It's called SnapBill, and, as described on the site, it's a "secure, fast and easy to use billing in a Snap™".
However, one minor feature that Apple has made sure to omit is the ability for users to take songs from their iPods, and import them into their iTunes library.
Of course, we can clearly see the reasoning of this move: opening up the iPod to allow people to browse its innermost contents will enable piracy — the bane of the music industry sine the turn of the century.
But what if you, like me, have a new computer that you wish to transfer your music to? And I don't mean copying your iTunes library over to the new PC or Mac.
Here's the situation that I was in around the time when I got my new MacBook about a year ago. My current library on my old PC wasn't that great; there were a lot of repeated songs, and plus, somehow, my iPod ended up having more songs than the library on my PC, since that library went under quite a few re-sets. Bottom line: I wanted to get all the songs that were on my iPod onto my new Mac.
After searching around Google, I discovered a neat tool called Pod to Mac. There's a Windows version available as well, called, naturally, Pod to PC.
Essentially, Pod to Mac or PC is able to read all the songs on your iPod when it's connected to your computer. You can then either import selected tracks and videos. or the entire contents of your iPod's media content, to your iTunes library.
Pod to Mac or PC is really easy to use. It's got a straightforward interface, and once you check media you want imported into your iTunes library, just leave it to do the work.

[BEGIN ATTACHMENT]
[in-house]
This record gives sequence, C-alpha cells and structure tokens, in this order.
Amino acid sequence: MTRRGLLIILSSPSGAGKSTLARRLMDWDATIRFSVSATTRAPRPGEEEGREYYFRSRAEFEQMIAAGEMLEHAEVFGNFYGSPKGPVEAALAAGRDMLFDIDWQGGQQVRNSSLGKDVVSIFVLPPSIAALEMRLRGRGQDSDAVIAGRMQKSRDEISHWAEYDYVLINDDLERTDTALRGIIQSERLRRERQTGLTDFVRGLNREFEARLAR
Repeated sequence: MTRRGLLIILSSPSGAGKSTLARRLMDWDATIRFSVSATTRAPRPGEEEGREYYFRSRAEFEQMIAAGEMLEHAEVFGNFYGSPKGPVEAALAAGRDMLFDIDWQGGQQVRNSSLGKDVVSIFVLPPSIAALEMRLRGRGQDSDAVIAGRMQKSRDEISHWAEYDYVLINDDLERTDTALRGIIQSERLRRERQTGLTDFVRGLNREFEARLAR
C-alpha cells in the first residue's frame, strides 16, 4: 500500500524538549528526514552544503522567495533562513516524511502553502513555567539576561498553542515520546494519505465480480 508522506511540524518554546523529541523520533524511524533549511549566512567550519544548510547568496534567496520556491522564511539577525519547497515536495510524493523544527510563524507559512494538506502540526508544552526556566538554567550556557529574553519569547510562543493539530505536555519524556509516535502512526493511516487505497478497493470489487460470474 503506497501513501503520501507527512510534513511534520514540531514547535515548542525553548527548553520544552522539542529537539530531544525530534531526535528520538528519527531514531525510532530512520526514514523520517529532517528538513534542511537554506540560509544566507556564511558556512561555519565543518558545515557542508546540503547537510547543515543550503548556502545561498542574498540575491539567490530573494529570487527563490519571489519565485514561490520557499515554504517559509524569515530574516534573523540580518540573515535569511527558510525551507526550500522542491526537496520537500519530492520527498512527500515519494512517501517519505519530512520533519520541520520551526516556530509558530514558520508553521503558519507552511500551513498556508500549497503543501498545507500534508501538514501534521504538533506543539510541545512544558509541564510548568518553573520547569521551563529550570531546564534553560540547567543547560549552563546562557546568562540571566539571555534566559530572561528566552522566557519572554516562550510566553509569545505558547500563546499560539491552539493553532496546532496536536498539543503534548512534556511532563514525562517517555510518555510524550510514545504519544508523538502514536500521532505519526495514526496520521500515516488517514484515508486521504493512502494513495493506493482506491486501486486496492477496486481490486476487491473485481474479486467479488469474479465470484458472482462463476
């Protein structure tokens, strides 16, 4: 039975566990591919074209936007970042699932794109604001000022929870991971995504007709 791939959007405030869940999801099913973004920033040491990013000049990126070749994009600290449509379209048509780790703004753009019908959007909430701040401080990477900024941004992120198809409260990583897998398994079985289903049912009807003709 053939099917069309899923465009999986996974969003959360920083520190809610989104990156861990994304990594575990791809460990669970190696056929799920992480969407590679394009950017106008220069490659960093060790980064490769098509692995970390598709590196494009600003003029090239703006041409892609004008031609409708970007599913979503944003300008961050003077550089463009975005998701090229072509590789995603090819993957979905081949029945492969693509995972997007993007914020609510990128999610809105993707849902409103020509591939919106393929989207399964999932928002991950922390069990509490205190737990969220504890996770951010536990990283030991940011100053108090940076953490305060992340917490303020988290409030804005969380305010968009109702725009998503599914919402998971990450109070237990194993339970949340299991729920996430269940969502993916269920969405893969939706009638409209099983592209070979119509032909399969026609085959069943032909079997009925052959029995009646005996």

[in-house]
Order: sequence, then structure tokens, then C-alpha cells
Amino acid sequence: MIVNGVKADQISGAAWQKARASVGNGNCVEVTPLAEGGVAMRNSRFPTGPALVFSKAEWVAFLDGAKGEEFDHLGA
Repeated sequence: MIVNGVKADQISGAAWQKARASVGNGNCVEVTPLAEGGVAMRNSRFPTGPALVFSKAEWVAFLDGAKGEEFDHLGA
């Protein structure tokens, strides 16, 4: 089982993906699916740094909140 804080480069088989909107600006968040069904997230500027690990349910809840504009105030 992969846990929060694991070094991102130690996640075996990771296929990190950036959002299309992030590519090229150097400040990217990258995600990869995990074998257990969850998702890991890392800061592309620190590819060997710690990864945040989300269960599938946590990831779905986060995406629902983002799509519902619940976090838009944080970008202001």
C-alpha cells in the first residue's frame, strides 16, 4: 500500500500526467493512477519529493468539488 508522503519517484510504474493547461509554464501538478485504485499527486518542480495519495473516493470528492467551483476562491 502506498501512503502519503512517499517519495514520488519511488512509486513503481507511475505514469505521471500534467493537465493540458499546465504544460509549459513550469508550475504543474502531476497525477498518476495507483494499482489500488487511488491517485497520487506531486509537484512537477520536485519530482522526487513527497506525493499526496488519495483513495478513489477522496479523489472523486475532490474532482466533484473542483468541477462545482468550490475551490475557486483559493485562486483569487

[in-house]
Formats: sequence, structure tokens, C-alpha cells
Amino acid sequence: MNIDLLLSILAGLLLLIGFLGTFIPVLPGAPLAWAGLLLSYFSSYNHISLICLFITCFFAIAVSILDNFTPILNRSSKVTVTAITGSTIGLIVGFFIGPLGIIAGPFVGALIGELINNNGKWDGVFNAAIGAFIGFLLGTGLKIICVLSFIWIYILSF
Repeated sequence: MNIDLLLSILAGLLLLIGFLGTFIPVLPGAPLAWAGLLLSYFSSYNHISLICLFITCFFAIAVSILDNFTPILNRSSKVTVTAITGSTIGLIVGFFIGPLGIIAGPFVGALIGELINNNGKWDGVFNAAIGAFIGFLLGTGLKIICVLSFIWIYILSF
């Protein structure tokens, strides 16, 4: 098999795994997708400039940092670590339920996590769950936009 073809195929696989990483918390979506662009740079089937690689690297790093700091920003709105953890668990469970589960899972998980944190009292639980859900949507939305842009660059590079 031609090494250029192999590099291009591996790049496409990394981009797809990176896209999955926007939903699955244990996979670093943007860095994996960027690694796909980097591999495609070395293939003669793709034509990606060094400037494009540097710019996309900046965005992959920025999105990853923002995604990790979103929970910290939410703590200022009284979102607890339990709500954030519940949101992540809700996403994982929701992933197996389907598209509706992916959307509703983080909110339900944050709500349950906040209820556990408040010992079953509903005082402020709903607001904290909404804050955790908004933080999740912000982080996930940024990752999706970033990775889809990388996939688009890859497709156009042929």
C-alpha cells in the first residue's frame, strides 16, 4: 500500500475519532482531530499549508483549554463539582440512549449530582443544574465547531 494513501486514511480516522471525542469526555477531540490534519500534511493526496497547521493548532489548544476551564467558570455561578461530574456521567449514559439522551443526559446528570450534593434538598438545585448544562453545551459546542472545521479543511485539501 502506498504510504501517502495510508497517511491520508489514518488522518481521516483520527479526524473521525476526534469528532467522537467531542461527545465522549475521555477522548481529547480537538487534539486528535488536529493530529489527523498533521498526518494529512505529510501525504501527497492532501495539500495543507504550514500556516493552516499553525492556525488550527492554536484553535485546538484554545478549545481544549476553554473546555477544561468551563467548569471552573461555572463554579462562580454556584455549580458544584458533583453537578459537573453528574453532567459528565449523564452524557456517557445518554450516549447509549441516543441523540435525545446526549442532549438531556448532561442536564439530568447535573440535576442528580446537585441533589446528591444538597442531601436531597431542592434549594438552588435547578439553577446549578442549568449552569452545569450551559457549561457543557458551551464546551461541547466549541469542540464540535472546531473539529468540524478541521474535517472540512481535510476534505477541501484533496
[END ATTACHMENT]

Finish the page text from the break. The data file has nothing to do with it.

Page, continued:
One thing, however, is that this app is not free; it's free to try, but you'll have to pay the developers, Macroplant, $19,95 for a single-license.
I managed to get the job done with the freeware version, though. For just a few feature limitations, you can still get the entire contents of your iPod into iTunes.
Get Pod to Mac here.
On Friday, Google changed their logo to what's become one of the biggest procrastination tools recently launched.
The Pac-Man doodle was launched to commemorate 30 years of one of the greatest, most cherished games ever made.
However, this awesome logo will be taken down by this evening, according to Google. So if you'd like to save the game to your PC or Mac, playable at a later time, off-line from within your browser, download the game here.
The major things to know about this latest addition to the App Store is that Twitter for iPhone, unlike its predecessor, is free. It is, essentially, Tweetie2 re-branded, and in fact, the developer of Tweetie has moved over to work at Twitter, developing this app under its new name.
Whilst its completely refreshed in its branding, it must be known from the get-go that this app is still based on Tweetie's core, and so the experience will be very much similar to what was once a paid app. For us Twitter fanatics, this is great news! We're ultimately getting one of the best mobile Twitter apps for absolutely free!
Click through for the full review.
This new site is said to be optimized for South African YouTube users, and as such will allow us South Africans to stream videos much more quickly, get South African-specific video recommendations from the home page, and it all-round improves the Internet experience for South Africans nationwide.